"Buy land, AJ, ’cause God ain’t making any more of it." So said TVs fictional mobster Anthony Soprano. This article considers the wisdom of this advice in relation to Mexican real estate.

History

The Latin American real estate market has been an area of keen focus for institutional investors for over 20 years. As the market in the United States grew to a level of maturity that caused yields to suffer and cap rates to grow, real estate investment managers and real estate investment trusts from the United States and Europe, primarily, started to look south of the Rio Grande. Mexico was the first destination.

The phrase "a man with land and a dream" was the most common description used in relation to Mexican opportunities in the mid- and late 1990s. Mexican families and one or two "lost" Americans, sat on massive landholdings, strategically located within the country, with little or no capital to develop them.

At that time, institutional investors from the United States, riding the wave of industrial expansion into Mexico due to the North American Free Trade Agreement (NAFTA), began to look closely at this "dream" and saw that leasing industrial facilities in Mexico to AAA rated US based companies, at cap rates better than those in the United States were safe and smart investments.

Navigating the Mexican legal and tax systems for the first time, especially for US tax-exempted funds (ie pension funds, generally) was critical for these investments to succeed financially. Having the ability to finance these projects also proved to be a challenge, given Mexico’s then archaic collateral security mechanisms and the perceived unreliability of the local courts system.

However, not only were these challenges overcome and the ancillary issues addressed, but real estate development in Mexico has skyrocketed in the last 20 years. From multibillion dollar investment platforms in commercial and industrial real estate, to some of the world’s most exclusive and beautiful resort developments, the Mexican market has proven to be a bonanza for institutional investors all over the world.

FIBRAs and CKDs

The question is, "What’s next?" The answer surely is more investment and more development, because the Mexican market is not yet mature and, whilst no more land is being made, most of Mexico is still growing and plenty of "people with a dream" are still out there.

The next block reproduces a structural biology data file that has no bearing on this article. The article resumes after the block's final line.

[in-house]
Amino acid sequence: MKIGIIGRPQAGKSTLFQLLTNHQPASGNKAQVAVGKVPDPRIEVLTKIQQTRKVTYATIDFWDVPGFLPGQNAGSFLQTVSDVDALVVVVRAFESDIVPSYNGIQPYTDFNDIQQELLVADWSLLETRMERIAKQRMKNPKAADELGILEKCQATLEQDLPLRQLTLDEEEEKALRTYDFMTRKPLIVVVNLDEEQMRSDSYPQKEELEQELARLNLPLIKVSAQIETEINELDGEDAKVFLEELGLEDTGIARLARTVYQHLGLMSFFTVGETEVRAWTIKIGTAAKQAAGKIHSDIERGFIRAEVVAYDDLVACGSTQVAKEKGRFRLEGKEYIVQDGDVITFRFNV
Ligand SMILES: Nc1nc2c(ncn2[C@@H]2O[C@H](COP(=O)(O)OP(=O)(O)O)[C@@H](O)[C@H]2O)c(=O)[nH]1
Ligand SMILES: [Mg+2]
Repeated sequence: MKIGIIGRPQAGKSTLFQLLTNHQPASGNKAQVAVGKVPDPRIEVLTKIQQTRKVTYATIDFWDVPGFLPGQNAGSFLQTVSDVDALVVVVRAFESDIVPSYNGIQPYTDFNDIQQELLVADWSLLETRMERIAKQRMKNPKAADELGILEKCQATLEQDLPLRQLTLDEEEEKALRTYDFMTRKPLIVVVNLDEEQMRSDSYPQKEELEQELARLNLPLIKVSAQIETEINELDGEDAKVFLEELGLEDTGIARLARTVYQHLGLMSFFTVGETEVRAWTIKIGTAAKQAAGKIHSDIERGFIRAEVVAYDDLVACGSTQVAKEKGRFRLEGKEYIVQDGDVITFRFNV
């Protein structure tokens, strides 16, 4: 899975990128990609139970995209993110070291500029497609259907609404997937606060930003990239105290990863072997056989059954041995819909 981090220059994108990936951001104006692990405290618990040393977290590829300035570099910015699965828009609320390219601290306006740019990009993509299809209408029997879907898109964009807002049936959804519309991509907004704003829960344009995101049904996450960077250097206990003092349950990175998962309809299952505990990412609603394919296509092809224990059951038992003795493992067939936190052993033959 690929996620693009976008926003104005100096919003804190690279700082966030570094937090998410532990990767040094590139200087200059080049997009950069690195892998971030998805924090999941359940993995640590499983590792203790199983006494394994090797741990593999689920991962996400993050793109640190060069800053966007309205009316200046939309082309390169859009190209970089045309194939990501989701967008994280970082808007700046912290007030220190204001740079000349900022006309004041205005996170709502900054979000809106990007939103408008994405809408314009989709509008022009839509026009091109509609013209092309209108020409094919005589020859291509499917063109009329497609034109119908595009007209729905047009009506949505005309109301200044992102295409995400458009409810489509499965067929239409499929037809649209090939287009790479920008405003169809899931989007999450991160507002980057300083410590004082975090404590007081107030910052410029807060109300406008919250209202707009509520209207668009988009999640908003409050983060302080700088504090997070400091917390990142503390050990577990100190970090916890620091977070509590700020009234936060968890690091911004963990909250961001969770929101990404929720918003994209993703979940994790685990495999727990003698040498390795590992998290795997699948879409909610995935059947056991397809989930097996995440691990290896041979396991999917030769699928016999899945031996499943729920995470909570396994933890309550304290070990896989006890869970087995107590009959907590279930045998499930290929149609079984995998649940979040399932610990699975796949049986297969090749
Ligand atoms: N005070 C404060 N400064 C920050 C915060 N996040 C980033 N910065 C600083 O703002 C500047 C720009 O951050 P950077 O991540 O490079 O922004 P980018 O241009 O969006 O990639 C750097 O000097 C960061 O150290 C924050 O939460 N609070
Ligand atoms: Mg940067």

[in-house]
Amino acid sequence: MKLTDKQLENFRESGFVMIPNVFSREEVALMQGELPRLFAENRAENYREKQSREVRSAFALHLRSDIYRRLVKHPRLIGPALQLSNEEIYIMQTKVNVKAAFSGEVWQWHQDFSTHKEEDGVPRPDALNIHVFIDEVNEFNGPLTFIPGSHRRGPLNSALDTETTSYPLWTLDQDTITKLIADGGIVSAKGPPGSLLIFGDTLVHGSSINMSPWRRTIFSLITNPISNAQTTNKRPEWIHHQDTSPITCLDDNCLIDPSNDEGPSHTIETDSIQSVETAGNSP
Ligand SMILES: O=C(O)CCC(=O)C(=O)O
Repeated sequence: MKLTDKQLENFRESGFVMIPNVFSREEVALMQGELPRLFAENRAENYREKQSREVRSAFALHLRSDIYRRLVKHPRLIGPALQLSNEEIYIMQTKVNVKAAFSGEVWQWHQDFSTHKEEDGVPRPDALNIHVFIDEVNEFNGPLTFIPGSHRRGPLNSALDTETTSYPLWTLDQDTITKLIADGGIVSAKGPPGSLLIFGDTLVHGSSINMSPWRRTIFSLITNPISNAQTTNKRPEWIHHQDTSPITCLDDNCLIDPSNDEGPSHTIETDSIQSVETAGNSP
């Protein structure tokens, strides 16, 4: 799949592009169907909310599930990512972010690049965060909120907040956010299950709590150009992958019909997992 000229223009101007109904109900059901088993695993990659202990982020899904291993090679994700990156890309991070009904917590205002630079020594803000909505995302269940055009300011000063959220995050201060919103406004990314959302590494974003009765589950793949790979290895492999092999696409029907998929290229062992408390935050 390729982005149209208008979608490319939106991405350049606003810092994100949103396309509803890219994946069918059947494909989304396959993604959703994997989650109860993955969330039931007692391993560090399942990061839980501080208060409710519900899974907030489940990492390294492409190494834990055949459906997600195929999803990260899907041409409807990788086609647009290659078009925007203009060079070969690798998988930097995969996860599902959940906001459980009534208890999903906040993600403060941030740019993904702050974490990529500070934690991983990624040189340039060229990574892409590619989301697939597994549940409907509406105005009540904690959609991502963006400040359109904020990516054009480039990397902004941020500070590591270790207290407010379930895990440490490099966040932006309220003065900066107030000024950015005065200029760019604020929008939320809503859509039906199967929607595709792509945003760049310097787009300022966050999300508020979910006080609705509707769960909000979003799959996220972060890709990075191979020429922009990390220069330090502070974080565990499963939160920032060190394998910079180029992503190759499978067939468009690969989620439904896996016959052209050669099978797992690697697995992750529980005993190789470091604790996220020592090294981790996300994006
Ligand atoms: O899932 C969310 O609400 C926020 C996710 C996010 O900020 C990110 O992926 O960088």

The current environment in the market is primarily focused in the nascent Mexican real estate capital markets. Real estate investment trusts, locally known as "FIBRAs" and public securities known as "CKDs" have injected the most recent lease of life into the market.

Launched in 2012, the Mexican FIBRA market has seen foreign investors choose these vehicles as a way to raise capital from the general public by issuing certificates in the Mexican stock exchange, as well as some foreign markets. CKDs, on a smaller scale, have provided experienced Mexican developers with the opportunity to grow their business and accumulate portfolio holdings.

The FIBRA market is diverse in focus and size. The large FIBRAs, like FIBRAUno, TerraFina and FIBRA Macquarie have accumulated large diversified portfolios encompassing commercial, retail and industrial properties. However, some targeted FIBRAs have focused on particular types of assets.

One example of the latter is FIBRA Shop, which is focused exclusively on retail properties, acquiring assets across the Mexican secondary city markets (ie those outside Mexico City and Guadalajara). Their target asset class is shopping malls anchored by large retail outlets (such as Wal-Mart, Chedraui, Soriana, etc), while avoiding larger properties such as typical American mega shopping malls.

FIBRA Inn was Mexico’s first hotel FIBRA. By claiming that hotel room rentals qualify under the real estate rental category, the promoters of FIBRA Inn were able to avail themselves of the beneficial FIBRA securities and tax regimes. Their target asset class is business class hotels around Mexico’s industrial corridor, thus avoiding the volatility of the tourist destinations.

Finally, some promoters and developers are starting to investigate the Mexican multi-family housing market. Concerns around Mexico’s mostly pro-tenant legislation have meant this market has been slower to move. Recently, however, large US based investors have started to delve into that market. The scope of projects that have been developed include mixed-used properties, covering retail, multi-family housing and hospitality catering to the young professional population in Mexico City and Monterrey, which lies between the capital and the border with Texas. It will be interesting to see if any of these platforms grow to the size where a FIBRA can be launched in this asset class or if a current diversified FIBRA expands to include them.

Conclusion

While Tony Soprano’s sage advice to his son is true in nature, Mexican real estate opportunities abound. Over the last 20 years, foreign institutional investors have developed sufficient knowledge and experience of the marketplace and its legal system to allow these investments to flourish and, under the right circumstances, to provide a healthy return for their principals.